California Riders: Please support AB-1096

Bill :
Contact your senator:
Current Status: Passed State Assembly, currently under consideration by the State Senate
Gist (quoted from discussion at endless-sphere):
California: AB-1096 to classify an "electric bicycle"

(Link Removed - No Longer Exists)by mrbill » Wed Apr 22, 2015 9:08 pm


About a year ago I posted that the California State Legislature was considering a bill to classify an electric bicycle (e-bike).


That bill was truncated in committee and most of the changes it proposed did not become law. This year Assembly Bill 1096 (AB-1096) has been introduced to classify e-bikes under law.

Even though this is an international forum, I believe this bill will be of interest to other USians, or other jurisdictions, especially those that have poorly-defined regulations with respect to e-bikes. The saying "As California goes, so goes the rest of the nation.", may be appropriate here.

E-bikes currently fall under regulations for "motorized bicycles" (CVC 406). That law is outdated, incomplete, and reflects neither the current reality of e-bikes that are or will soon be offered commercially nor where many e-bikers, especially newcomers to the activity, will initially ride their e-bikes.

Although AB-1096 as currently amended is not quite what I would have written, it is much improved over last year's effort. ... 0160AB1096

The Good:

1) E-bikes are classified as bicycles under law (CVC 21200), except where otherwise regulated. E-bikes no longer fall under CVC 406 and are no longer treated as "motorized bicycles". This allows e-bikes to be ridden on recreational trails and paths by default instead of being banned by default. This is the most critical and positive change to the current law.

2) No weight limit.

The Not So Bad:

1) Motor power limit has been reduced from 1000 watts to 750 watts. Although the proposed changes do not specify input or output power, I suspect "brake power" (output) is intended, not input power.

2) No throttle use is allowed for Class 1 or Class 3 e-bikes. Throttle use up to a low speed should be allowed for Class 1 or Class 3 e-bikes to assist when starting on an incline, or to help riders who suffer physical infirmity that makes an initial push-off physically difficult. I am told by those closer to the process that disallowing throttles on Class 1 and Class 3 e-bikes was critical to getting buy-in from other stakeholders but that low-speed throttle use could be added as an amendment later.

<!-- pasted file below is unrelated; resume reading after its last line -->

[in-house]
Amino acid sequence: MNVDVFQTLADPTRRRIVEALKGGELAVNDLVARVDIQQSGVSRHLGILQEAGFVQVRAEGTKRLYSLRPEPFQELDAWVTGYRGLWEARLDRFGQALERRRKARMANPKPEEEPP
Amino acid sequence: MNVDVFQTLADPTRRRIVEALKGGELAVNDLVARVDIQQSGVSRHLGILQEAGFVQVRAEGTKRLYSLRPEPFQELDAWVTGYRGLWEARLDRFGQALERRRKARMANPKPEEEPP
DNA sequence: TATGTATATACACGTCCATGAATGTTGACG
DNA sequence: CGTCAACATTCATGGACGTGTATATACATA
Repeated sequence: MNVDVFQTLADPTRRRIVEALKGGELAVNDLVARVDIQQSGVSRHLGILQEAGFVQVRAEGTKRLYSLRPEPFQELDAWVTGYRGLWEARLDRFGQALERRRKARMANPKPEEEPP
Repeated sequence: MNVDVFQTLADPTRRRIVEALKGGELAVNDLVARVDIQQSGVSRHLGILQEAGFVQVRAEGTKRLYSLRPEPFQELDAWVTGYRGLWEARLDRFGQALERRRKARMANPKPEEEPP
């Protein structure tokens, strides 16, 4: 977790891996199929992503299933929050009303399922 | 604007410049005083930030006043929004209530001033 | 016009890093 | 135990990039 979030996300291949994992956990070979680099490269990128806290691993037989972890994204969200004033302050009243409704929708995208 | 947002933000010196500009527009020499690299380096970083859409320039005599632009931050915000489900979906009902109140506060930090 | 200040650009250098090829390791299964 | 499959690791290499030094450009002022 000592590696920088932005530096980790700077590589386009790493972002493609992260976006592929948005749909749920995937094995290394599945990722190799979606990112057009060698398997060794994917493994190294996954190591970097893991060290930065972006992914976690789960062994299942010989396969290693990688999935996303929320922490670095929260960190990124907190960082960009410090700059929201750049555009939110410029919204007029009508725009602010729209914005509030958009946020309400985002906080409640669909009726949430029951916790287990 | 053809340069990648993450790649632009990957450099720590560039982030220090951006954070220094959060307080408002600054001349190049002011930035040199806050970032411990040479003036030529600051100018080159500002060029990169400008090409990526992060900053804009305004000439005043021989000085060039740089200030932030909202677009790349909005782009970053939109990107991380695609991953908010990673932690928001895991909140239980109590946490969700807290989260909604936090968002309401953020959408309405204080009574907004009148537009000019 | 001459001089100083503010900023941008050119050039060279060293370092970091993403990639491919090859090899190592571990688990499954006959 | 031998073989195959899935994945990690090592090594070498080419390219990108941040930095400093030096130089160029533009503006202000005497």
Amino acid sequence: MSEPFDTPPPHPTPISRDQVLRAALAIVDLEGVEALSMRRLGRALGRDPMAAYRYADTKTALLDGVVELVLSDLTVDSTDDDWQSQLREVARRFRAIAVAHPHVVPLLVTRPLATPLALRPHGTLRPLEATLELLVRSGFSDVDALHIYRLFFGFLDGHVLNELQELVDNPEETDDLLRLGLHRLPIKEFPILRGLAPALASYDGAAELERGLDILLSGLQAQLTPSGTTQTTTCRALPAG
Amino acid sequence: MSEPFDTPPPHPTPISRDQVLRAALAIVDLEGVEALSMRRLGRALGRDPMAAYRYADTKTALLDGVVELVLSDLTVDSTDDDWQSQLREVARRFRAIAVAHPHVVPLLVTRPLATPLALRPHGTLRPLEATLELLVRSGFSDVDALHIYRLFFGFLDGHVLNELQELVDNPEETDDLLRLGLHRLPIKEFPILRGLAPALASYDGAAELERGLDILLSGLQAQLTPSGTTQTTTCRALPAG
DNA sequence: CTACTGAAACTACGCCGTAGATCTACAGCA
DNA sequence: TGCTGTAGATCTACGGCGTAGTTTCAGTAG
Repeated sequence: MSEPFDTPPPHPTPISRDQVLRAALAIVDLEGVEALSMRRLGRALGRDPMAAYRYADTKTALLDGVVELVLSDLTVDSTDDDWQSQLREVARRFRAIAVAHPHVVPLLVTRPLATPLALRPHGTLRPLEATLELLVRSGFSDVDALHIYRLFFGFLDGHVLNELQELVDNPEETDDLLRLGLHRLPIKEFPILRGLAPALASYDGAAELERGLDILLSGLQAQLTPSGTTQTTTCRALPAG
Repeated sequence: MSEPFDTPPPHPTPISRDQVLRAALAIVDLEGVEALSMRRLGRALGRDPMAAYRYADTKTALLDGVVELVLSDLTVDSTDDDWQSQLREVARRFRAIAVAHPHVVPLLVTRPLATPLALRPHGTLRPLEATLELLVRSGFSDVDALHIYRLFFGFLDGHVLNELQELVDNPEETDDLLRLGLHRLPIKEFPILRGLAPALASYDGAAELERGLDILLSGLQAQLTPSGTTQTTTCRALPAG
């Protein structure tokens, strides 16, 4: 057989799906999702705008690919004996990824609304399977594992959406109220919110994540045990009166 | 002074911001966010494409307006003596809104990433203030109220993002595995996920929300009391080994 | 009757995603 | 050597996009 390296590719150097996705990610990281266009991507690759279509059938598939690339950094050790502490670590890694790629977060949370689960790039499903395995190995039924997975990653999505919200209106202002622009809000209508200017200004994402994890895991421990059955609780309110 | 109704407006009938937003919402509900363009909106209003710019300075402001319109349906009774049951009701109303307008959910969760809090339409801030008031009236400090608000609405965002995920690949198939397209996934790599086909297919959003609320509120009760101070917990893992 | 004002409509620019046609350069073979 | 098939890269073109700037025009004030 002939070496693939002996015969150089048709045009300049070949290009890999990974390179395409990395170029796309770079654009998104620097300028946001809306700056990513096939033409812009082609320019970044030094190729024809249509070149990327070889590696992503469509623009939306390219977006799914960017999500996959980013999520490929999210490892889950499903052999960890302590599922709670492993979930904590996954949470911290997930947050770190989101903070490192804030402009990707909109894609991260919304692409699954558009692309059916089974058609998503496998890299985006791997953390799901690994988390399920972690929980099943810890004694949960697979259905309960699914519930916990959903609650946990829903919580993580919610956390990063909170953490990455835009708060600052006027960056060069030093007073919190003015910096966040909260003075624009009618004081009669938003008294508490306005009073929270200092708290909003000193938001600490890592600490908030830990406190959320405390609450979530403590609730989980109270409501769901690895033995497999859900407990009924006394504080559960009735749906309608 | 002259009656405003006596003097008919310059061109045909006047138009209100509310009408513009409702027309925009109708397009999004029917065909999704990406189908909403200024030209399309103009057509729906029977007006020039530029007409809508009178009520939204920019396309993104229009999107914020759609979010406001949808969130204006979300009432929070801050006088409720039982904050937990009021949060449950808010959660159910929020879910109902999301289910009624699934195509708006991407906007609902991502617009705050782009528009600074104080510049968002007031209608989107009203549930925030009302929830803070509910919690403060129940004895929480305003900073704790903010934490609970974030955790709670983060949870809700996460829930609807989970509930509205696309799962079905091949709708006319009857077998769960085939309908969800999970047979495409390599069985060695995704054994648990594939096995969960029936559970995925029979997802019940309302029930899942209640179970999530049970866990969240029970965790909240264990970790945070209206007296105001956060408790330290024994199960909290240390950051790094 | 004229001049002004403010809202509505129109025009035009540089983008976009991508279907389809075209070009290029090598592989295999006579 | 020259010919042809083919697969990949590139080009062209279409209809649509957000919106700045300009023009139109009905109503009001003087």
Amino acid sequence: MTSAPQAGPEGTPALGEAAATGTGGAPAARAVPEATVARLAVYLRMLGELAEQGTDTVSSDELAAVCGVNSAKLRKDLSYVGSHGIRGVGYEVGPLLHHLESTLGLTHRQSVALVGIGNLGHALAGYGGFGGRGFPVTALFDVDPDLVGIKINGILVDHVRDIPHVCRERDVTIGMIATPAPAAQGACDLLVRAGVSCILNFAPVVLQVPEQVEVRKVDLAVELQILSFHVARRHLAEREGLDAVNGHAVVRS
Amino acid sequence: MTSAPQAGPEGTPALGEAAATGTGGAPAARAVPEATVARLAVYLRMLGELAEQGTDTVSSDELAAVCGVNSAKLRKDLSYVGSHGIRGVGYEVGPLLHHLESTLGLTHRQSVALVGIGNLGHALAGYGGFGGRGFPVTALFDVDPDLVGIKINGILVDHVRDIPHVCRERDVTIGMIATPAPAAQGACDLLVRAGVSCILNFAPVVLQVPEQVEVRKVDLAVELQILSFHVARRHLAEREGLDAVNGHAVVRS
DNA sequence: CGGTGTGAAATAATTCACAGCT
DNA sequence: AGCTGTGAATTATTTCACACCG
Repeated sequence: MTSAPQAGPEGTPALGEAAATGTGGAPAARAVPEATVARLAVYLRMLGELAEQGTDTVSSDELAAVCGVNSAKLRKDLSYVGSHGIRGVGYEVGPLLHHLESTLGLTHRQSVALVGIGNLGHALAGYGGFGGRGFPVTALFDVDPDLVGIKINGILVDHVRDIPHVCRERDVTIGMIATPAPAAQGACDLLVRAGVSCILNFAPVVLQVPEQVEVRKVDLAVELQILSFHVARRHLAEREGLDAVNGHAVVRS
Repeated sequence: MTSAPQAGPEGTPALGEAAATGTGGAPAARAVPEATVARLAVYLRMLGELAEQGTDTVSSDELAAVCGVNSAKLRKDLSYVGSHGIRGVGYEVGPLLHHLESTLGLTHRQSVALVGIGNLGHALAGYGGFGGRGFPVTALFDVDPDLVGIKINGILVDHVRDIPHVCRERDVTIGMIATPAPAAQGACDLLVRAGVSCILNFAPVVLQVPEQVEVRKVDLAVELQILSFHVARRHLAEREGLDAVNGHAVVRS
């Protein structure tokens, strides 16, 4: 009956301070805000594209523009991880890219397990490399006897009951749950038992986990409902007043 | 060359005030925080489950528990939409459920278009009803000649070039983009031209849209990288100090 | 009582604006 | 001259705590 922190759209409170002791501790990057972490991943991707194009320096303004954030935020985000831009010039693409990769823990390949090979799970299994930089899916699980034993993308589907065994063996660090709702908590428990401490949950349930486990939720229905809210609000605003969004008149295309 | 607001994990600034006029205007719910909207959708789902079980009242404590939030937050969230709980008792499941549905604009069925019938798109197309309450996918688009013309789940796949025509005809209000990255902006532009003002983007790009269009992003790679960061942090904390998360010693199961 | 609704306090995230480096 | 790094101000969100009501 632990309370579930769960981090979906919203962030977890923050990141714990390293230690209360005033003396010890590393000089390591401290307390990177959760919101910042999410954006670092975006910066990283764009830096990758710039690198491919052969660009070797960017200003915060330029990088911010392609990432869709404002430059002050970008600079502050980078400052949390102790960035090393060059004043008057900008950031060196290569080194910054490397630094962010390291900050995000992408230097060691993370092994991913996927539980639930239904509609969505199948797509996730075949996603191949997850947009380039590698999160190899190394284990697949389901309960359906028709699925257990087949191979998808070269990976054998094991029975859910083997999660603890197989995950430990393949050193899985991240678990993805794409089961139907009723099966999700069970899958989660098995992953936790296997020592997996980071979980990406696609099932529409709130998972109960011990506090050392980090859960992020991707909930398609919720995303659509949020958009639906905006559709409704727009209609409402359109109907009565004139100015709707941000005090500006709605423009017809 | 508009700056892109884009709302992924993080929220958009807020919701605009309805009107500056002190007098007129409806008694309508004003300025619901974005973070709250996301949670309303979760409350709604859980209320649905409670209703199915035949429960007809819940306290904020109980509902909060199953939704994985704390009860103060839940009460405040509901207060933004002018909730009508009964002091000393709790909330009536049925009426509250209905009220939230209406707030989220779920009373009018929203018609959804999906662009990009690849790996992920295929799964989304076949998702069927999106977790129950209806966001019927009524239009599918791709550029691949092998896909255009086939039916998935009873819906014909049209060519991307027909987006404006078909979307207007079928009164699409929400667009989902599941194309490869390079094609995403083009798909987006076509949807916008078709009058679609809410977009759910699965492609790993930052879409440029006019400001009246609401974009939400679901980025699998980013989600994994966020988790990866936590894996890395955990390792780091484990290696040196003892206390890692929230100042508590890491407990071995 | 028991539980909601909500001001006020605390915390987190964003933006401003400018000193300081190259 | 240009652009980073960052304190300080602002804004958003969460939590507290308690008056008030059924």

3) Riders of Class 3 e-bikes must be age 14 or older.

4) Riders of Class 3 e-bikes must wear a bicycle helmet (ASTM or CPSC standard).

5) Class 3 e-bike top assisted speed is limited to 28 mph (45 kph). Since mopeds are limited to 30 mph (48 kph), I guess they can't have e-bikes that go faster. I'd prefer a higher top speed, but I can live with this.

My objections to this bill are far outweighed by the positive change of classifying e-bikes as bicycles instead of motorized bicycles as the former designation allows their operators to ride upon trails and paths.

If you live in California and you wish to support this bill, it may be helpful to send a message to your local Assembly member. It's probably best not to send quibbles. Too many of those, and the bill may die as it did last year, leaving us with the current inadequate law on e-bikes.

Contact Page for AB-1096 Author, David Chiu:
(Link Removed - No Longer Exists)

Contact Page for Transportation Committee Chair, Jim Frazier:
(Link Removed - No Longer Exists)

Find your Assembly Member Page:
Bill Bushnell
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Still includes the throttle superstition that makes a 40 lb 250W bike with a throttle a motorcycle but a 70 lb 750W bike without a throttle a bicycle. Please don't support illogic and insanity.
Still includes the throttle superstition that makes a 40 lb 250W bike with a throttle a motorcycle but a 70 lb 750W bike without a throttle a bicycle. Please don't support illogic and insanity.
This bill allows electric bike access to all public bike paths by default, instead of prohibition by default. Is it sane to let 'perfect' be the enemy of huge progress?
If California prohibits ebikes on bike paths by default, it has much less effect on ebike riders elsewhere than this kind of insane classifications, which manufacturers are going to have to pander to.

When one state bans this feature on bikes and another state that one and some states ban something else and Europe bans and restricts all kinds of things and ebike manufacturers design bikes to the lowest common denominator, soon the only ebikes available from mainstream manufacturers have 5W tire rubbing motors powered by D batteries.
I have a throttle, never use it, and would gladly accept some somewhat imperfect limitations upon it to gain legal access to a massive number of existing trails. There is nothing to say the law could not be further improved now or later.